3. Old age: Everyone will have varying thoughts on this. For me this is when I whole heartedly believe in nature. If your pet is simply old but otherwise ok (they may be slow, partially sighted or blind, deaf and all of the other things that are associated with old age), I feel that letting them go naturally is ok as dying is part of the entire living process. They may die peacefully in their sleep, it may happen quickly or it has been my experience that the dying process can take place over a day. If you choose this decision, try not to be scared of the process. I will admit, it is not easy to watch and it can be scary but only because you know that you cannot help them at that point and the end is near. This is when YOU must be brave for your friend. Be comforting and help them feel safe. This process may be hard for some to watch but you have to follow it through to the end. At this point, you are more than five minutes too late and you need to deal with the the fear and the helplessness that you will feel. They may cry out, breathe heavy, want to be alone, they may be scared or confused but keep assuring them in a soft voice and they will know that you are by their side until the end.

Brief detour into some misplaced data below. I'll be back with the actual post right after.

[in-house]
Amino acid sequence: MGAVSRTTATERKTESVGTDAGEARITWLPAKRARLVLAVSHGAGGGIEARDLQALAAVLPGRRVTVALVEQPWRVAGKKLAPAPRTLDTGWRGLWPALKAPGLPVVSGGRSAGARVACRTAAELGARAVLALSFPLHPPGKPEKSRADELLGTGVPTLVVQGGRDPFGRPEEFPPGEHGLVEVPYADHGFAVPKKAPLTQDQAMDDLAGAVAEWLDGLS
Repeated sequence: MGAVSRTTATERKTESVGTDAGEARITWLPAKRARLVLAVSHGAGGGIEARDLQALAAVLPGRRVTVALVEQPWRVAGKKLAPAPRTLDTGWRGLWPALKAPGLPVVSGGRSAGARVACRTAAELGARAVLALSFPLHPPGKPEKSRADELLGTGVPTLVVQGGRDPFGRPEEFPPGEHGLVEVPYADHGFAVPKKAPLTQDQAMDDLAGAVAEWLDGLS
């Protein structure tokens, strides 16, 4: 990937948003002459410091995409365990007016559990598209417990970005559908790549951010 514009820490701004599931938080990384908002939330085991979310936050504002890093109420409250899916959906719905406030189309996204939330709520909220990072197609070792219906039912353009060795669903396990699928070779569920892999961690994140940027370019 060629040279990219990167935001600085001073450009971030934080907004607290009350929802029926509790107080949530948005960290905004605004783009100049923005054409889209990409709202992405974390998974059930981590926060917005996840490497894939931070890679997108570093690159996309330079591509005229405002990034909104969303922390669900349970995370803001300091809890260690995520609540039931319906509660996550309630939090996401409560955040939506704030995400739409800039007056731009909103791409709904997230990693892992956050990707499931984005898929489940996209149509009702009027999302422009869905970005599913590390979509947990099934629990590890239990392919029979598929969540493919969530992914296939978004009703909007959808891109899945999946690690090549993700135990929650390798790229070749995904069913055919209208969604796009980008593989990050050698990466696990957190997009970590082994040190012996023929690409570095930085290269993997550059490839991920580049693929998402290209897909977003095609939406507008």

If you have never been through the euthanasia process, don’t be afraid to ask your vet. They will sit down with you and go through all of the steps of the process so that you know what to expect. They will also ask if you would like your pet cremated or if you are planning on burying your pet. I always opt for private cremation and I get the ashes returned back to me in a pine box with a nice engraved plaque with their name. There are many options for urns or maybe you have a nice place under a favorite tree where you would like to bury your pet.
Saying good-bye is never easy but having the option of euthanasia to help end the suffering of a terminally or gravely ill pet is the most humane, caring decision that you can make. Trust in your decision. Take time to grieve the loss of your pet, it is ok.
Do you have a special furry friend that you have had to say good-bye to?
Always consult your veterinarian if you have any concerns about your pet’s health and well-being or have any questions about the euthanasia process.